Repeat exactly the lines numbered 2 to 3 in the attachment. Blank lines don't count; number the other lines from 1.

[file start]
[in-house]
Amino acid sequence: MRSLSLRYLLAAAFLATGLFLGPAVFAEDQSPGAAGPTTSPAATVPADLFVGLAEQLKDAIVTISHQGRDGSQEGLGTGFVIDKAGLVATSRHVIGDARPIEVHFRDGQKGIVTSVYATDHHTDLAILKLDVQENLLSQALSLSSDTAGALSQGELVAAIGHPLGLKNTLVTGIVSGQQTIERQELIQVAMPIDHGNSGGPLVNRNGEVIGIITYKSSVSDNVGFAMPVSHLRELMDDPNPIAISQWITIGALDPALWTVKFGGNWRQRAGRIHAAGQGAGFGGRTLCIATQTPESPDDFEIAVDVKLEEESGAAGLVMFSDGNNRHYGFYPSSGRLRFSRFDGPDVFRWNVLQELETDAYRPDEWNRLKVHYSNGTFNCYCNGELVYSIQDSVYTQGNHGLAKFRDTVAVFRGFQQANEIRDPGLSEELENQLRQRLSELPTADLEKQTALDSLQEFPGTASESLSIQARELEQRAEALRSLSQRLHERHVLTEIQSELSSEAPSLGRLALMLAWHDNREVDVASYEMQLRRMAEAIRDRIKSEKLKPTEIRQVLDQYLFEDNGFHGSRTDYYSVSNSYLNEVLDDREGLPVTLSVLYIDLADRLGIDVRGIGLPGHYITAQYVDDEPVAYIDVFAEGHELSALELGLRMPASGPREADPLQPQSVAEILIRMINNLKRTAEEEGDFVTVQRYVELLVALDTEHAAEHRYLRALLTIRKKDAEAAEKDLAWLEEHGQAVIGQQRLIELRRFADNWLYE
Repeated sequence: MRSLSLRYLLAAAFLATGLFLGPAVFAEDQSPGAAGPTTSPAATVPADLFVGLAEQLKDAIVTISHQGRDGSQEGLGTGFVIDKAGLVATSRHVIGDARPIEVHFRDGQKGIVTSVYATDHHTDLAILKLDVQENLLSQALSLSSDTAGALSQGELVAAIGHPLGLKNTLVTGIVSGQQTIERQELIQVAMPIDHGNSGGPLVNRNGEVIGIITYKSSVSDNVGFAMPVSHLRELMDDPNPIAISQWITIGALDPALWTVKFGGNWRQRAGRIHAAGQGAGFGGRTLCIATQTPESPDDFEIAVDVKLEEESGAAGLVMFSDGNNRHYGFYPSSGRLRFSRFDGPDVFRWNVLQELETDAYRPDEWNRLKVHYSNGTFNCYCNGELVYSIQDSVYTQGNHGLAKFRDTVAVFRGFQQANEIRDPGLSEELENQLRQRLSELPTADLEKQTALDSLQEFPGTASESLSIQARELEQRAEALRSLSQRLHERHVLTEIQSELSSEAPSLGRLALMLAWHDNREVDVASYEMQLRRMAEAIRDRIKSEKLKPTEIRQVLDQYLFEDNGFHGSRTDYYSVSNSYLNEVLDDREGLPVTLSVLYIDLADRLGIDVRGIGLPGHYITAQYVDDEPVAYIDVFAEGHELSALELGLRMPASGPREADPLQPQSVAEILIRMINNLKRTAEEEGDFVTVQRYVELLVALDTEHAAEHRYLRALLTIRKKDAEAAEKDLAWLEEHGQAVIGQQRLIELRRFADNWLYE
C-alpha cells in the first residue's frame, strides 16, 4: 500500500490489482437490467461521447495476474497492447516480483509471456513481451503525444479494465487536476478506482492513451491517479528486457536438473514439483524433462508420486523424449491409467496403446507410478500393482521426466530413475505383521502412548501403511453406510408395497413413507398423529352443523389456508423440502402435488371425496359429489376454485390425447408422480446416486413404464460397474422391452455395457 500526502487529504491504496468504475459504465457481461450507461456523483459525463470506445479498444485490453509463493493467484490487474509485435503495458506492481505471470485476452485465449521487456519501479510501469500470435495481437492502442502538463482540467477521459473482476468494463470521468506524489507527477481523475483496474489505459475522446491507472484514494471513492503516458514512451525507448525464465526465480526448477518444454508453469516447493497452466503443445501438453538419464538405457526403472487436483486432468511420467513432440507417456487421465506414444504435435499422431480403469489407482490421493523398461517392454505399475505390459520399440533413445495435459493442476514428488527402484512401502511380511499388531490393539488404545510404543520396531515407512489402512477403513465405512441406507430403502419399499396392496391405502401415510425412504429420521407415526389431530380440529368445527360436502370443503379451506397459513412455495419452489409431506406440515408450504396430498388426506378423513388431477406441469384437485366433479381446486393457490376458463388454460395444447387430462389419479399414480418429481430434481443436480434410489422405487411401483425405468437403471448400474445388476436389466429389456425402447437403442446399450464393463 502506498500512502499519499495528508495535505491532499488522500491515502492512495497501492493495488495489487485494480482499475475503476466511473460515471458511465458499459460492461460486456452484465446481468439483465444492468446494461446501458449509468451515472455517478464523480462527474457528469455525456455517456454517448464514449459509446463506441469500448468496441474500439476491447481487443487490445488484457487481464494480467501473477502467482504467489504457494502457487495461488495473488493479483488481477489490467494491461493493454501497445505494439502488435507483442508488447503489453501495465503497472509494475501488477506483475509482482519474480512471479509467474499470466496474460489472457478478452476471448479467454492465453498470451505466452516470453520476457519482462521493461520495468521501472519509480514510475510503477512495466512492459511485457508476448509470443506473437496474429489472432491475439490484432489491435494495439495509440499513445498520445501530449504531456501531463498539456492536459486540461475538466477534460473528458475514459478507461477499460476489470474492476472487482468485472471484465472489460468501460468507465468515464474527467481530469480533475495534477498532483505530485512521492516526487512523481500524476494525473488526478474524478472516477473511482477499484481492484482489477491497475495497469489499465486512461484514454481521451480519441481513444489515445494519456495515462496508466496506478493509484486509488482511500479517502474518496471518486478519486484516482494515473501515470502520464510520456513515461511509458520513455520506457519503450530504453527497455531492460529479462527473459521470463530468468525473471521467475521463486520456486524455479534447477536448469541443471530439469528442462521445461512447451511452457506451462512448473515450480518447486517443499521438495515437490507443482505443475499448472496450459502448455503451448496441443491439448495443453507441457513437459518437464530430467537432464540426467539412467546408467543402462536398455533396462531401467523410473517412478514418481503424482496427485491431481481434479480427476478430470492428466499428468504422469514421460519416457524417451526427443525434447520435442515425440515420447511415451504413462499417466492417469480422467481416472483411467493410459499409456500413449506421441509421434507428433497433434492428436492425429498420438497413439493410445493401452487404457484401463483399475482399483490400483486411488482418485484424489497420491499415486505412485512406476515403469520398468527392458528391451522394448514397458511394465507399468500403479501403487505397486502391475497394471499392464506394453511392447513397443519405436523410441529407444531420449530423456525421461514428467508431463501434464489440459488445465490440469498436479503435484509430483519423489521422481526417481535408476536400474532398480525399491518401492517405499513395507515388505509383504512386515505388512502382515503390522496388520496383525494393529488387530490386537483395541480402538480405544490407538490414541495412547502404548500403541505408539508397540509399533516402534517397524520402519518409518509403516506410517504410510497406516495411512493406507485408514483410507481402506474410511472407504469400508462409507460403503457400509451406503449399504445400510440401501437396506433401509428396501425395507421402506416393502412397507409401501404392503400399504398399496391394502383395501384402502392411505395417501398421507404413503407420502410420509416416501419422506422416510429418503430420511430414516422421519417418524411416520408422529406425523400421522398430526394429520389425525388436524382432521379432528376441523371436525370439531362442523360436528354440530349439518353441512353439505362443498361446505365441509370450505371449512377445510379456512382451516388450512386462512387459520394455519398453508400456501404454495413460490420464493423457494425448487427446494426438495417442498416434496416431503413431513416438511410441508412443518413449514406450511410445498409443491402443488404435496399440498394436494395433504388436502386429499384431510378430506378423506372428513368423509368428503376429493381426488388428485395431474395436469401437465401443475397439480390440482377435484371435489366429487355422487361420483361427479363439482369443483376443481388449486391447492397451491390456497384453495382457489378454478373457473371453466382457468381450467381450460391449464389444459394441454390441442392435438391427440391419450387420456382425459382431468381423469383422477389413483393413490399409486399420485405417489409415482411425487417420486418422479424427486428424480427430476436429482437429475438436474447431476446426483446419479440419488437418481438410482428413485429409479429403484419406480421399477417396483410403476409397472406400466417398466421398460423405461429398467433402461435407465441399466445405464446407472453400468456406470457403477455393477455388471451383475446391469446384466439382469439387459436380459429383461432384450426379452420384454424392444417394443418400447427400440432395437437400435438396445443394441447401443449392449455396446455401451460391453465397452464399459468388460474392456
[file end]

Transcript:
Amino acid sequence: MRSLSLRYLLAAAFLATGLFLGPAVFAEDQSPGAAGPTTSPAATVPADLFVGLAEQLKDAIVTISHQGRDGSQEGLGTGFVIDKAGLVATSRHVIGDARPIEVHFRDGQKGIVTSVYATDHHTDLAILKLDVQENLLSQALSLSSDTAGALSQGELVAAIGHPLGLKNTLVTGIVSGQQTIERQELIQVAMPIDHGNSGGPLVNRNGEVIGIITYKSSVSDNVGFAMPVSHLRELMDDPNPIAISQWITIGALDPALWTVKFGGNWRQRAGRIHAAGQGAGFGGRTLCIATQTPESPDDFEIAVDVKLEEESGAAGLVMFSDGNNRHYGFYPSSGRLRFSRFDGPDVFRWNVLQELETDAYRPDEWNRLKVHYSNGTFNCYCNGELVYSIQDSVYTQGNHGLAKFRDTVAVFRGFQQANEIRDPGLSEELENQLRQRLSELPTADLEKQTALDSLQEFPGTASESLSIQARELEQRAEALRSLSQRLHERHVLTEIQSELSSEAPSLGRLALMLAWHDNREVDVASYEMQLRRMAEAIRDRIKSEKLKPTEIRQVLDQYLFEDNGFHGSRTDYYSVSNSYLNEVLDDREGLPVTLSVLYIDLADRLGIDVRGIGLPGHYITAQYVDDEPVAYIDVFAEGHELSALELGLRMPASGPREADPLQPQSVAEILIRMINNLKRTAEEEGDFVTVQRYVELLVALDTEHAAEHRYLRALLTIRKKDAEAAEKDLAWLEEHGQAVIGQQRLIELRRFADNWLYE
Repeated sequence: MRSLSLRYLLAAAFLATGLFLGPAVFAEDQSPGAAGPTTSPAATVPADLFVGLAEQLKDAIVTISHQGRDGSQEGLGTGFVIDKAGLVATSRHVIGDARPIEVHFRDGQKGIVTSVYATDHHTDLAILKLDVQENLLSQALSLSSDTAGALSQGELVAAIGHPLGLKNTLVTGIVSGQQTIERQELIQVAMPIDHGNSGGPLVNRNGEVIGIITYKSSVSDNVGFAMPVSHLRELMDDPNPIAISQWITIGALDPALWTVKFGGNWRQRAGRIHAAGQGAGFGGRTLCIATQTPESPDDFEIAVDVKLEEESGAAGLVMFSDGNNRHYGFYPSSGRLRFSRFDGPDVFRWNVLQELETDAYRPDEWNRLKVHYSNGTFNCYCNGELVYSIQDSVYTQGNHGLAKFRDTVAVFRGFQQANEIRDPGLSEELENQLRQRLSELPTADLEKQTALDSLQEFPGTASESLSIQARELEQRAEALRSLSQRLHERHVLTEIQSELSSEAPSLGRLALMLAWHDNREVDVASYEMQLRRMAEAIRDRIKSEKLKPTEIRQVLDQYLFEDNGFHGSRTDYYSVSNSYLNEVLDDREGLPVTLSVLYIDLADRLGIDVRGIGLPGHYITAQYVDDEPVAYIDVFAEGHELSALELGLRMPASGPREADPLQPQSVAEILIRMINNLKRTAEEEGDFVTVQRYVELLVALDTEHAAEHRYLRALLTIRKKDAEAAEKDLAWLEEHGQAVIGQQRLIELRRFADNWLYE